First impression on unpacking the Q702 test unit was the solid feel and clean, minimalist styling.
Kogan Technologies EziNav GPS
A great (if somewhat tacky) budget GPS unit.
- Bluetooth, red light and speed camera alerts, multimedia playback
- Ugly design, slow map redraw rates, poor speaker quality, no SUNA traffic compatibility
Kogan's EziNav GPS device is a great option for those who need GPS navigation but don't want to pay an inflated price.
Price$ 249.00 (AUD)
Buy now (Selling at 8 stores)
Part of the company's competitive line-up of inexpensive products, Kogan's EziNav GPS is a great budget GPS unit. It offers a positive navigation experience as well as a few extra features.
Something immediately noticeable about the EziNav GPS unit is its lack of style, however. The device screams "budget" — from the mysterious lack of "Kogan" branding anywhere on the unit's packaging, to the tacky design and plastic feel of the unit itself.
Fortunately, although style may have suffered, the feature set hasn't. Despite a bargain bin asking price, the EziNav boasts red light and speed camera alerts, integrated Bluetooth and multimedia playback. The lack of SUNA traffic compatibility and text-to-speech navigation may deter purchasers, but the EziNav GPS unit boasts all you need for basic navigation.
Though the main menu's colour scheme is questionable, it is easy to use, with large buttons and a simple set of options that cater to novices. The navigation screen itself is somewhat cluttered, however. The EziNav GPS device uses Nav N Go's iGo My Way for navigation, a Windows CE-based solution commonly used in PDAs.
Keyboard input is surprisingly responsive, and there is none of the keystroke lag that some budget models suffer from. As the user types an address the letters that do not correspond to possible addresses are eliminated, eventually leading to five or fewer choices from which the user can pick the desired destination.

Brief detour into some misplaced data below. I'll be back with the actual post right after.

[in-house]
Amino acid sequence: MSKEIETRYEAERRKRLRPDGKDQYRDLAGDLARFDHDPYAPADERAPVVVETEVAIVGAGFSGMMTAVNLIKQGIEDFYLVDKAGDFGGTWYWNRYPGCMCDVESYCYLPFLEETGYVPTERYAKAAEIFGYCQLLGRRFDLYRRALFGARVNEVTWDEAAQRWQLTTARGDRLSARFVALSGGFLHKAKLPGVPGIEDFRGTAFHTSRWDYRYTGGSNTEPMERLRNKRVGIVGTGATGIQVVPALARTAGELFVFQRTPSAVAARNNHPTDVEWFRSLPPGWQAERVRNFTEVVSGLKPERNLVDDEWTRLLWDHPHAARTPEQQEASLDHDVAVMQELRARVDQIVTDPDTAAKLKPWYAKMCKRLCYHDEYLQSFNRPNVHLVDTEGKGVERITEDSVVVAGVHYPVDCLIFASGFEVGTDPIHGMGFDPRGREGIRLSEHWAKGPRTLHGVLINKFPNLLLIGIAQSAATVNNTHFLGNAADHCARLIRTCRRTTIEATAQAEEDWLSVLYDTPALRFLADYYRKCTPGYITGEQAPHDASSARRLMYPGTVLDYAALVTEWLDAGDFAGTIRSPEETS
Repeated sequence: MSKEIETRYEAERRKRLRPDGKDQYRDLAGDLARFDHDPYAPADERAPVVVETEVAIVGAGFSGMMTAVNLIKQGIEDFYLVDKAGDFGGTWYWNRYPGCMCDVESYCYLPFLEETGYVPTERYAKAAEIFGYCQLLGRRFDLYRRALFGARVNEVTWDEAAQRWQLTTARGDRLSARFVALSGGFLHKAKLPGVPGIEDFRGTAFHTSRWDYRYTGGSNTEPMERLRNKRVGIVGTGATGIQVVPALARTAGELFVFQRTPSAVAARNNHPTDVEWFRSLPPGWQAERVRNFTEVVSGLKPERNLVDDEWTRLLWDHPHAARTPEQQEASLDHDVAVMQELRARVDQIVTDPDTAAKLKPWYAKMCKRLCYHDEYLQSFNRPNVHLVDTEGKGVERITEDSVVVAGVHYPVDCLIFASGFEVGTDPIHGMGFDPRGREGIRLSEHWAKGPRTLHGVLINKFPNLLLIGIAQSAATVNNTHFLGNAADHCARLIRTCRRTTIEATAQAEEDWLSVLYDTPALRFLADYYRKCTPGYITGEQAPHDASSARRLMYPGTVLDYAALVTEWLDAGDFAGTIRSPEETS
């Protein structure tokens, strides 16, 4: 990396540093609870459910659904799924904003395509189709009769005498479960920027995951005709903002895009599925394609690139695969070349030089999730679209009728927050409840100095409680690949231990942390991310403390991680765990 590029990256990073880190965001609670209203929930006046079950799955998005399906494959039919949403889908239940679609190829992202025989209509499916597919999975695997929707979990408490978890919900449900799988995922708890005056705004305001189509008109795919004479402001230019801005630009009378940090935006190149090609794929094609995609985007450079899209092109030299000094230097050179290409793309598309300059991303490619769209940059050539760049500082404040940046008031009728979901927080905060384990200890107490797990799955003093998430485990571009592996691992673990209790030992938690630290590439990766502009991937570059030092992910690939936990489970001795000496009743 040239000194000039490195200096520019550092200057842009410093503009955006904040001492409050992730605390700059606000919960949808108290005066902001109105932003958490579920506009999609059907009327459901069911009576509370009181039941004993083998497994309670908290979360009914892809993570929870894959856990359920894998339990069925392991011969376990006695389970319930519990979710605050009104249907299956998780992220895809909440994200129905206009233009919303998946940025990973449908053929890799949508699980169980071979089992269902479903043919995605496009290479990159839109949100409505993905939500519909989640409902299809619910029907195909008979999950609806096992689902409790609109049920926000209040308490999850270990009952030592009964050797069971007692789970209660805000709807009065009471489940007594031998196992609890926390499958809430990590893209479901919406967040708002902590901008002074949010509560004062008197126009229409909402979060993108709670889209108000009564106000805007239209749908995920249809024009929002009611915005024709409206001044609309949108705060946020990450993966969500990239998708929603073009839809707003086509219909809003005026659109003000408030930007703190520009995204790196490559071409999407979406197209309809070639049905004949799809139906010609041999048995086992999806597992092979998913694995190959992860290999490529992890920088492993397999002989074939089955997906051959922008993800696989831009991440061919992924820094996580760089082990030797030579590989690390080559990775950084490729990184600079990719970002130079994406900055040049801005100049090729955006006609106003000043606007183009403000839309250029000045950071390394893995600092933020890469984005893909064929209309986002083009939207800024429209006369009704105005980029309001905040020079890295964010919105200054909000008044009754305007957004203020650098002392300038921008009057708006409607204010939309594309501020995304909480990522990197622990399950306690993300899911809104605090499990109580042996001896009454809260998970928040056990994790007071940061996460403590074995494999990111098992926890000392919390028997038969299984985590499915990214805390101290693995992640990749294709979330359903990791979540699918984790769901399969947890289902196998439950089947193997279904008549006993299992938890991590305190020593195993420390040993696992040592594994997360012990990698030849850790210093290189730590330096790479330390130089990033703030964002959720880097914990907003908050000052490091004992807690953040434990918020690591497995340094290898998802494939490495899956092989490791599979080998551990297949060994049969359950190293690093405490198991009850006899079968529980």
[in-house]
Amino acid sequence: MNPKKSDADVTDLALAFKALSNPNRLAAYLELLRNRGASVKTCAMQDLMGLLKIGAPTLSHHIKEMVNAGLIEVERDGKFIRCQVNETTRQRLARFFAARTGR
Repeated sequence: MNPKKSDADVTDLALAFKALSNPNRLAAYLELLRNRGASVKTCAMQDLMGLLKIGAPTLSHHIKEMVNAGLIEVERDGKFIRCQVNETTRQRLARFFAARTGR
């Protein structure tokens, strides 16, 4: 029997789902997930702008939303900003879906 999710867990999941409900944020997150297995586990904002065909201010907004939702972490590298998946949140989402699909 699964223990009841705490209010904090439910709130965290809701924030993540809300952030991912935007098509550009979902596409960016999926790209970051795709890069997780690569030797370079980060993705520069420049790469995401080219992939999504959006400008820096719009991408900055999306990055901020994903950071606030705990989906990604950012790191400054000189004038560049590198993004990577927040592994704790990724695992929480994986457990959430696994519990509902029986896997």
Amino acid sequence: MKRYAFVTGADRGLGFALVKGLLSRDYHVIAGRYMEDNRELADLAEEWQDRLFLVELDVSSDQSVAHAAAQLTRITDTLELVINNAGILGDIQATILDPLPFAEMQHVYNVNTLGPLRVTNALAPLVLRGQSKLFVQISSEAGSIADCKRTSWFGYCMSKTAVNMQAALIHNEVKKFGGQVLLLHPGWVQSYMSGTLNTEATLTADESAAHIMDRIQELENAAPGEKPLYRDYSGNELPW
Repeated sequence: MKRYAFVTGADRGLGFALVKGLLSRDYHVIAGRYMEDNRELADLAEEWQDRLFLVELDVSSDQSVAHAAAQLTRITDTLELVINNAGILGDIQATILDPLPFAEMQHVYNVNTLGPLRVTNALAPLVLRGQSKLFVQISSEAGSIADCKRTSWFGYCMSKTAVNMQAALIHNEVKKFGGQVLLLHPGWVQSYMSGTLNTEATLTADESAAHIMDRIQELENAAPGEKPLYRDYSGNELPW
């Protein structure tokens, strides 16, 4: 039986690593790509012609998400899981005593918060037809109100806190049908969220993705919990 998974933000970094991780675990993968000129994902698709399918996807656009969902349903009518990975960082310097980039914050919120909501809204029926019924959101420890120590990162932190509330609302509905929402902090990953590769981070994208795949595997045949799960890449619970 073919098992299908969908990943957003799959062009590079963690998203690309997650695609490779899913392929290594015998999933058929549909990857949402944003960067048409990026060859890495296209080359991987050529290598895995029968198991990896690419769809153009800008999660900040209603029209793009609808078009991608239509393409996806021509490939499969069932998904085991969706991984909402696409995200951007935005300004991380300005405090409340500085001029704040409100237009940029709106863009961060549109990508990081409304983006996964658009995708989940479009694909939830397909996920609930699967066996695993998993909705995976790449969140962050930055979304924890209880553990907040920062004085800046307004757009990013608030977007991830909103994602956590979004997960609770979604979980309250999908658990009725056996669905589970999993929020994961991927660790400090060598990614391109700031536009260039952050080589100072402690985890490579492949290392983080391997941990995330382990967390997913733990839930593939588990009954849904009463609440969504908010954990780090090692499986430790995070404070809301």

Equipped with the SiRF Atlas-III processor found in Magellan's Maestro 4250 — built on the ever-popular SiRFStarIII GPS receiver — the unit is generally fast enough for normal navigation use. GPS signal acquisition averaged just under 3min from a cold start, with warm starts halving acquisition times to 1min 30sec. Routing calculation times were also quite fast, with the EziNav GPS unit able to provide a route to the desired destination within 10sec.
There are some issues with map redraw rates when zooming in or out, but for the most part the user interface is very responsive.
A Media option in the device's core menu offers users the choice of listening to music or viewing pictures, movies or e-books. The EziNav GPS's format support is acceptable, but the quality of the speaker and screen make the device unsuitable for frequent use as a multimedia device.
Bluetooth connectivity is included and it is implemented well. We managed to pair the device with an iPhone 3G. Audio quality during calls is decent, though the speaker distorts at high volume levels, which can be an issue when attempting to raise the volume above road noise or a noisy engine. The call recipient also observed a humming noise during our test calls, though surprisingly they did not hear their own voice echoing regardless of the speaker volume level.
Though its brand and design might deter some people, the EziNav is a great budget GPS unit for basic navigation.
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GGG Evaluation Team
For work use, Microsoft Word and Excel programs pre-installed on the device are adequate for preparing short documents.
The Fujitsu LifeBook UH574 allowed for great mobility without being obnoxiously heavy or clunky. Its twelve hours of battery life did not disappoint.
The screen was particularly good. It is bright and visible from most angles, however heat is an issue, particularly around the Windows button on the front, and on the back where the battery housing is located.
My first impression after unboxing the Q702 is that it is a nice looking unit. Styling is somewhat minimalist but very effective. The tablet part, once detached, has a nice weight, and no buttons or switches are located in awkward or intrusive positions.
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